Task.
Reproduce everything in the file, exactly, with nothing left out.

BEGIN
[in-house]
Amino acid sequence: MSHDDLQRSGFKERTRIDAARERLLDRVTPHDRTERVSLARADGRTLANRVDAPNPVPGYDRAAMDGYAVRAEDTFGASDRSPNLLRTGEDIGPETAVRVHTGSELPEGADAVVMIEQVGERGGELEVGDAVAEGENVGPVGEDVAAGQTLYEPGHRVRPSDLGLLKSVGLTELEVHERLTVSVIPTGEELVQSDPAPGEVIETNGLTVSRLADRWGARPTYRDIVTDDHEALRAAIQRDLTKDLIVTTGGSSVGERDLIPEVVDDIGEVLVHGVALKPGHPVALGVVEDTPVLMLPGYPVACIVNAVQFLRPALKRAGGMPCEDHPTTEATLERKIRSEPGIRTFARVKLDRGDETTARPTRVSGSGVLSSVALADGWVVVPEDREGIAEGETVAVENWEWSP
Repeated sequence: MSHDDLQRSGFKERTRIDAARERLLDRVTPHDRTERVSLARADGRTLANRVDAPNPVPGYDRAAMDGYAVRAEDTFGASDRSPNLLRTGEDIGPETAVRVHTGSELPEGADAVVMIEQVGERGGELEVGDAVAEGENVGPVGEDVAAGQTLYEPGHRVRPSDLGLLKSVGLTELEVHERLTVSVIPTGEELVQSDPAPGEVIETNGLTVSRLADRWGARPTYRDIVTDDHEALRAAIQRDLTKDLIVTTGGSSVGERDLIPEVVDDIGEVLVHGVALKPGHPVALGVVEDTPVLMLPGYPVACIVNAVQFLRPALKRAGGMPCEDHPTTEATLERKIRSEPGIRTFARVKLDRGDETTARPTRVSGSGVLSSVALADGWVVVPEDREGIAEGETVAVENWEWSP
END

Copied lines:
[in-house]
Amino acid sequence: MSHDDLQRSGFKERTRIDAARERLLDRVTPHDRTERVSLARADGRTLANRVDAPNPVPGYDRAAMDGYAVRAEDTFGASDRSPNLLRTGEDIGPETAVRVHTGSELPEGADAVVMIEQVGERGGELEVGDAVAEGENVGPVGEDVAAGQTLYEPGHRVRPSDLGLLKSVGLTELEVHERLTVSVIPTGEELVQSDPAPGEVIETNGLTVSRLADRWGARPTYRDIVTDDHEALRAAIQRDLTKDLIVTTGGSSVGERDLIPEVVDDIGEVLVHGVALKPGHPVALGVVEDTPVLMLPGYPVACIVNAVQFLRPALKRAGGMPCEDHPTTEATLERKIRSEPGIRTFARVKLDRGDETTARPTRVSGSGVLSSVALADGWVVVPEDREGIAEGETVAVENWEWSP
Repeated sequence: MSHDDLQRSGFKERTRIDAARERLLDRVTPHDRTERVSLARADGRTLANRVDAPNPVPGYDRAAMDGYAVRAEDTFGASDRSPNLLRTGEDIGPETAVRVHTGSELPEGADAVVMIEQVGERGGELEVGDAVAEGENVGPVGEDVAAGQTLYEPGHRVRPSDLGLLKSVGLTELEVHERLTVSVIPTGEELVQSDPAPGEVIETNGLTVSRLADRWGARPTYRDIVTDDHEALRAAIQRDLTKDLIVTTGGSSVGERDLIPEVVDDIGEVLVHGVALKPGHPVALGVVEDTPVLMLPGYPVACIVNAVQFLRPALKRAGGMPCEDHPTTEATLERKIRSEPGIRTFARVKLDRGDETTARPTRVSGSGVLSSVALADGWVVVPEDREGIAEGETVAVENWEWSP